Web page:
Cruisers Forum
 


Join CruisersForum Today

Reply
 
Thread Tools Rate Thread Display Modes
Old 09-10-2009, 10:39   #16
S&S
Registered User
 
S&S's Avatar

Join Date: Jul 2009
Boat: 48' 1963 S&S yawl
Posts: 851
Images: 6
Quote:
Originally Posted by GWB View Post
Is the autoglass thick enough?

Thanks
Depends on what kind of weather you're planning for. I'd say for general purposes it should be okay.
__________________

__________________
S&S is offline   Reply With Quote
Old 09-10-2009, 11:29   #17
GWB
Registered User

Join Date: Sep 2008
Location: Brookings, Oregon
Boat: Westsail 32
Posts: 296
Images: 1
Quote:
Originally Posted by S&S View Post
Depends on what kind of weather you're planning for. I'd say for general purposes it should be okay.
Well - I was thinking if a big boarding wave smashed against the portlight, I wouldnt want it to break! You know the saying "plan for the worst and hope for the best"
Anyone know what thickness the ABI glass is from the factory?
__________________

__________________
GWB is offline   Reply With Quote
Old 09-10-2009, 12:01   #18
Moderator Emeritus
 
GordMay's Avatar

Join Date: Mar 2003
Location: Thunder Bay, Ontario - 48-29N x 89-20W
Boat: (Cruiser Living On Dirt)
Posts: 31,580
Images: 240
Quote:
Originally Posted by S&S View Post
... windshields are not tempered, and the side windows are tempered, not laminated...
Thanks, I stand corrected.
__________________
Gord May
"If you didn't have the time or money to do it right in the first place, when will you get the time/$ to fix it?"



GordMay is offline   Reply With Quote
Old 09-10-2009, 12:17   #19
Registered User
 
fishwife's Avatar

Join Date: Aug 2009
Location: South coast of England, moving around a bit.
Boat: Long range motor cruiser
Posts: 750
Did anyone mention deadlights? Whatever you go for, do the deadlight thing. When water is pouring through that broken light, you will bless a deadlight. Don't ask how I know. Well, go on then, but get the drinks in first won't you, and will ya kindly swing the lantern as ye pass

Paige
__________________
fishwife is offline   Reply With Quote
Old 09-10-2009, 12:38   #20
S&S
Registered User
 
S&S's Avatar

Join Date: Jul 2009
Boat: 48' 1963 S&S yawl
Posts: 851
Images: 6
Quote:
Originally Posted by GWB View Post
Well - I was thinking if a big boarding wave smashed against the portlight, I wouldnt want it to break! You know the saying "plan for the worst and hope for the best"
Anyone know what thickness the ABI glass is from the factory?
Probably not thick enough. Go with the windshield glass and make some plywood storm shutters. I don't think the stock ABI frames will fit thick glass. Ours were made so we got to spec the glass thickness.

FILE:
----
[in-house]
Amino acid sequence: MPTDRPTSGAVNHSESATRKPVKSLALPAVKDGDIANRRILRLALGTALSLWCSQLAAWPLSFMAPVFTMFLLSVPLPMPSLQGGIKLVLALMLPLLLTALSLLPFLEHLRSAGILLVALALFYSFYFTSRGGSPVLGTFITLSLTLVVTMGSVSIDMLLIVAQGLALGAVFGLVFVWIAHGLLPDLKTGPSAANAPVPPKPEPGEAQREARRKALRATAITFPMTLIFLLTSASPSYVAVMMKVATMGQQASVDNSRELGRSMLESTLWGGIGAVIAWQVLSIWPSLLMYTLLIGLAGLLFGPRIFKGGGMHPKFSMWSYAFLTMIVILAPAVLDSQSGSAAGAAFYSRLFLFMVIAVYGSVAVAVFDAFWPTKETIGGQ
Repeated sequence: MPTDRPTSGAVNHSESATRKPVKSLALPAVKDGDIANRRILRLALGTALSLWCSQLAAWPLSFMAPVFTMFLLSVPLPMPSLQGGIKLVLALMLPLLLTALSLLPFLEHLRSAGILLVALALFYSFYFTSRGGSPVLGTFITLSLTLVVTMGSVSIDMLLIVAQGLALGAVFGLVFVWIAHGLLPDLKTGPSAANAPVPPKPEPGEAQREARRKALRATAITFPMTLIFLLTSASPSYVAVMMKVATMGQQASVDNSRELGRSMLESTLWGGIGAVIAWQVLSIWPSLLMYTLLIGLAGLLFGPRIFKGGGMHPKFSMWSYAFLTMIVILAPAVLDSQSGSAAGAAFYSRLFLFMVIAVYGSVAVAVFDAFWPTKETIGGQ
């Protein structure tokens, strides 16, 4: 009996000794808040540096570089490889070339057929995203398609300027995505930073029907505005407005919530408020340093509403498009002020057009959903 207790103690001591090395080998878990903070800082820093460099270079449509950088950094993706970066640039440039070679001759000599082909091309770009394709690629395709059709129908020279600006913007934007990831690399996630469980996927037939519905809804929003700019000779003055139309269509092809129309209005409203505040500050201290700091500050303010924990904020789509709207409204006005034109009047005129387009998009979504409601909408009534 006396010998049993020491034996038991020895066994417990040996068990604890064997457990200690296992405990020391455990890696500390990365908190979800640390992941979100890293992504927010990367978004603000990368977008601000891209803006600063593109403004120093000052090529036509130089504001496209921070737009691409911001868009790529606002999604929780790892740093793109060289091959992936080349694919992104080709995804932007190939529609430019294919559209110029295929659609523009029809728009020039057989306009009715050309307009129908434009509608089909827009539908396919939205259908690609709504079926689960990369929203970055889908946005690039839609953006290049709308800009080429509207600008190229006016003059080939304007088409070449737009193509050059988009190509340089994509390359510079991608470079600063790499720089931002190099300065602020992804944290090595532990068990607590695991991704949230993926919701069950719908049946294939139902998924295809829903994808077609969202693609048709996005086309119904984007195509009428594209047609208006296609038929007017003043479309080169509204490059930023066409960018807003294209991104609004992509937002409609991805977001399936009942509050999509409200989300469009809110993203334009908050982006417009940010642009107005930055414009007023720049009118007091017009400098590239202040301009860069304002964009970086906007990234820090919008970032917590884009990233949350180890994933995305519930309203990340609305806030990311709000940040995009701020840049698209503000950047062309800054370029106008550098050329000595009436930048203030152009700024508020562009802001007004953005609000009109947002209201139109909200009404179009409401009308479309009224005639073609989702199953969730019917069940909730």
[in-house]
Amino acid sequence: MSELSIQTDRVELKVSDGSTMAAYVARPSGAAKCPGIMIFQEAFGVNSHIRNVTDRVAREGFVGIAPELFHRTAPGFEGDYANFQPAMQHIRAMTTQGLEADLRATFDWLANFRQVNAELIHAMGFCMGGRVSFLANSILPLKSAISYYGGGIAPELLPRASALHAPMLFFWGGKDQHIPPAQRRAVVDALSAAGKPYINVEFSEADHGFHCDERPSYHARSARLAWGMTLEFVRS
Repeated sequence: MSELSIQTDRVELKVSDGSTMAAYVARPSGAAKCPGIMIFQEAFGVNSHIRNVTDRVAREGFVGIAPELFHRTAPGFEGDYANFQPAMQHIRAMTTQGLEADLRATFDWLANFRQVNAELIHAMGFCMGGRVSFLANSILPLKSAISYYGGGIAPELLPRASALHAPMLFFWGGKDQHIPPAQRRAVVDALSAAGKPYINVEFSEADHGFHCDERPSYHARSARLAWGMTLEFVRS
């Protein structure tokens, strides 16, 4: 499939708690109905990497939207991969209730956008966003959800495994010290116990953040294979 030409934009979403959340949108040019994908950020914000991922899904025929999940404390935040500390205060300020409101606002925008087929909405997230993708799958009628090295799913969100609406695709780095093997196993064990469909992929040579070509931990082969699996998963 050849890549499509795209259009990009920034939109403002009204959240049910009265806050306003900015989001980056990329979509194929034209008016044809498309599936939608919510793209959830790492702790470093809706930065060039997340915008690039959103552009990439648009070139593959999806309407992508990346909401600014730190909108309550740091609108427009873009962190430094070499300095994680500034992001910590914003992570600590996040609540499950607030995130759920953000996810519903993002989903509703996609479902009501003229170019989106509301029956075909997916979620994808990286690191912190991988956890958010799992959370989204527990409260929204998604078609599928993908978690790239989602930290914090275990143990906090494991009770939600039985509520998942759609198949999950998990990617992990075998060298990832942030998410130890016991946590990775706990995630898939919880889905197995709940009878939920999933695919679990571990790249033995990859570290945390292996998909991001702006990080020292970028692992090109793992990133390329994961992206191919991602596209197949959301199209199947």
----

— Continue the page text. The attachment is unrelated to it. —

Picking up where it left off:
Usually production ports just have 1/8" (or less) plate glass (worst of both worlds)
__________________
S&S is offline   Reply With Quote
Old 09-10-2009, 13:11   #21
Registered User
 
Kefaa's Avatar

Join Date: Sep 2008
Location: Eastern PA
Boat: Island Packet 31 (35'), Black Squirrel
Posts: 239
What about hatches?

A question for those of you who have done it. I have cracked glass (see attached) and a couple of the ports are showing crazing. Is it ports only or is it sufficient for 14+" hatches?

What if someone stepped on it? Does it become like a car window, 1000 harmless pieces, but still 1000 pieces. (I have been told I cannot jump on the windshield to test this. )

To go astray for a moment, they put a vent through the plexi, I am guessing it was easier than the hull (or less nerve racking). Have them cut the same for the auto glass?
Attached Thumbnails
Click image for larger version

Name:	crackedPort.jpg
Views:	125
Size:	372.6 KB
ID:	10395  
__________________

Kefaa is offline   Reply With Quote
Old 09-10-2009, 13:46   #22
S&S
Registered User
 
S&S's Avatar

Join Date: Jul 2009
Boat: 48' 1963 S&S yawl
Posts: 851
Images: 6
With that kind of crack it's acrylic. I wouldn't advise glass for large ports.
__________________
S&S is offline   Reply With Quote
Old 09-10-2009, 14:22   #23
Senior Cruiser
 
Blue Stocking's Avatar

Cruisers Forum Supporter

Join Date: Dec 2008
Location: St. Georges, Bda
Boat: Rhodes Reliant 41ft
Posts: 4,115
Recently sold my glass and aluminum company.

Glass, in this sort of application, could consist of any combination of 3 types: